Leanne Wood: National parties can benefit whole UK

Leanne Wood, AM, is leader of Plaid Cymru. Picture: Getty
Leanne Wood, AM, is leader of Plaid Cymru. Picture: Getty
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FOR the first time, a general election to the UK Parliament is not simply multi-party, but multi-national. The inclusion of Plaid Cymru and the SNP in televised leaders’ debates has had the dual impact of challenging traditional, London-centric orthodoxies, and projecting voices from the nations to the UK level.

This has coincided with the two largest Westminster parties seeing their combined share of the vote in opinion polls falling to historic lows.

‘All of us can come tog­ether and embrace a new politics

There’s a certain irony that the parties advocating progressive, inclusive non-partisan co-operation are not those who claim to cherish the political union above all others, but the nat­ional parties of Wales and Scotland. Along with the Greens in England, our parties have provided people across these islands with a collaborative alternative to the traditional combative Westminster politics. Its resonance is confirmed by the hundreds of supportive messages I’ve received from people in England following the televised debates.

Having secured a multi-party,
multi-national election campaign, my hope now is that the peoples of the UK ensure politics continues in that vein after the election itself. Whilst Plaid Cymru, the SNP and the Greens will negotiate independently in the event of a hung parliament, we will co-operate closely throughout that process in pursuit of an outcome that will benefit all parts, all nations.

One of my fondest memories of Scotland’s referendum campaign last year was in Glasgow, where I delivered a speech outlining how an independent Scotland could become a beacon for social justice for all of us in these isles. I described it as “solidarity through divergence”, where Scotland could provide a social template for progressives everywhere.

Whilst that prospect will inevitably be more limited within the confines of devolution, it is my belief that Wales and Scotland can deliver a new “race to the top” that would improve the prospects of people everywhere.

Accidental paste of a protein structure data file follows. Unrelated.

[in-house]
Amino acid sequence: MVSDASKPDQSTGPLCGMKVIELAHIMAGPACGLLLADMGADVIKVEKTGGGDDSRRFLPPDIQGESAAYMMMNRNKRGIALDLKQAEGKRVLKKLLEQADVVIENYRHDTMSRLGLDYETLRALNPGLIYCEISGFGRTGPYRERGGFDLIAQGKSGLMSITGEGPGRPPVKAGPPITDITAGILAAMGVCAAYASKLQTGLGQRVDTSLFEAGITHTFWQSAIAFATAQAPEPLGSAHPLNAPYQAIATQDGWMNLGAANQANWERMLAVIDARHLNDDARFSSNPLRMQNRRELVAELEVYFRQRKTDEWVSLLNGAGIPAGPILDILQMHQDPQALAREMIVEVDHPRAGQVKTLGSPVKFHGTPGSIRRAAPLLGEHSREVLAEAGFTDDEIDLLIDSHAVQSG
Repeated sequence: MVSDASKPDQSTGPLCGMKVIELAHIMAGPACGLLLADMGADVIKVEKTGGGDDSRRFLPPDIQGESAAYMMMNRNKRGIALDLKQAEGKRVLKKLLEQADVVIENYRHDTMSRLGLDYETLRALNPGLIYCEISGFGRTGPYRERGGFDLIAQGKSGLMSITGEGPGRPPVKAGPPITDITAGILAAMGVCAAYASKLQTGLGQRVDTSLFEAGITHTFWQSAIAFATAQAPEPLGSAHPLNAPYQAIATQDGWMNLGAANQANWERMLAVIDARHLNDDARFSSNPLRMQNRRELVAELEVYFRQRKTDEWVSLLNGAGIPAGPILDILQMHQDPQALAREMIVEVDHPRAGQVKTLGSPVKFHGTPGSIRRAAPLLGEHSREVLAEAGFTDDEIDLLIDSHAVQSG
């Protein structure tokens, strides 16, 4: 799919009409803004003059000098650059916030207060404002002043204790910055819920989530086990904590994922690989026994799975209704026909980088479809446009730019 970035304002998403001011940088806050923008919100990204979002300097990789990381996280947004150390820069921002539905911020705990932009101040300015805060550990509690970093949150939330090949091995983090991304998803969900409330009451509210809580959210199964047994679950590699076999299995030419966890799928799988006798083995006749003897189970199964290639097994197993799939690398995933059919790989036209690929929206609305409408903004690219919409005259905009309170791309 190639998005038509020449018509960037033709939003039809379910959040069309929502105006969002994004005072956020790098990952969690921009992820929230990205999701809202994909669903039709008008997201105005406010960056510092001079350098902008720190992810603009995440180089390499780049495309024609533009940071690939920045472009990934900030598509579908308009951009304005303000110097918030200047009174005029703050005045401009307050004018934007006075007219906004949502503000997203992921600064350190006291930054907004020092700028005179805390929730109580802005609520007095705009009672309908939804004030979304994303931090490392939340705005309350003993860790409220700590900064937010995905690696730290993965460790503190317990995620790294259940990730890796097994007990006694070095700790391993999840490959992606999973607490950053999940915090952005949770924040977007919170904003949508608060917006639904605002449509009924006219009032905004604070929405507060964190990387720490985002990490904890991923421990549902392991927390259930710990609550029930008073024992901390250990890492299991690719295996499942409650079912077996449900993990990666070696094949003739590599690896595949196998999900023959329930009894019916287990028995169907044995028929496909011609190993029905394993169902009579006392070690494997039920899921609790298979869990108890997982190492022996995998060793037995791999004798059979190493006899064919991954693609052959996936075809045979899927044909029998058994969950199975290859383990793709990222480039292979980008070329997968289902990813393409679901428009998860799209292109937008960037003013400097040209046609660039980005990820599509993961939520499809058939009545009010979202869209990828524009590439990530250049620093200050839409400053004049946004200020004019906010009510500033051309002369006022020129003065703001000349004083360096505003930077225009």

Free university education in Scotland, an NHS fully in public hands in Wales and Scotland are already examples that many in England admire. With a more comprehensive devolution arrangement for both our countries, we could provide even greater hopes for those seeking to build a more socially-just England.

Plaid Cymru and the SNP have provided the most articulate and compelling counter-arguments to the proponents of crippling austerity.

Our vision for an economy that has the fiscal breathing-space to flourish and public services that are strong is a unifying vision, a progressive vision.

Central to Plaid Cymru’s progr­amme for this election is securing Wales’ place as a nation among equals. Wales’ third-rate devolution, coupled with an in-built disadvantage in our funding, is one of the longest running injustices of the UK’s constitution.

In facilitating and delivering upon the aspirations of the peoples of Wales and Scotland, Westminster could provide the context for a more harmonious co-existence than has been evident during this campaign.

It says much of the state of the Westminster parties that it is they who peddle the rhetoric and politics of division. It is they who attack the right of people in Scotland to express themselves as they see fit in this election. Curiously, it is they, too, who
argue against the case for Wales to be afforded parity of powers and resources with Scotland.

In effectively granting the London city-state free rein some decades ago, the Westminster parties sowed the seeds for the greatest dividing line in the UK. The divide is not along Had­rian’s Wall or Offa’s Dyke. It is around that square mile in London where the economic fortunes of the state have rested, resulting in an inequality within the UK that is unmatched in any other advanced economy.

Among the most discussed images of the election campaign so far is that of my embrace with my friends and colleagues Nicola Sturgeon and Nat­alie Bennett following the last UK leaders’ debate. It was an embrace that didn’t only signify the common cause between us. It represents how all of us in these isles can come tog­ether and embrace a new politics. «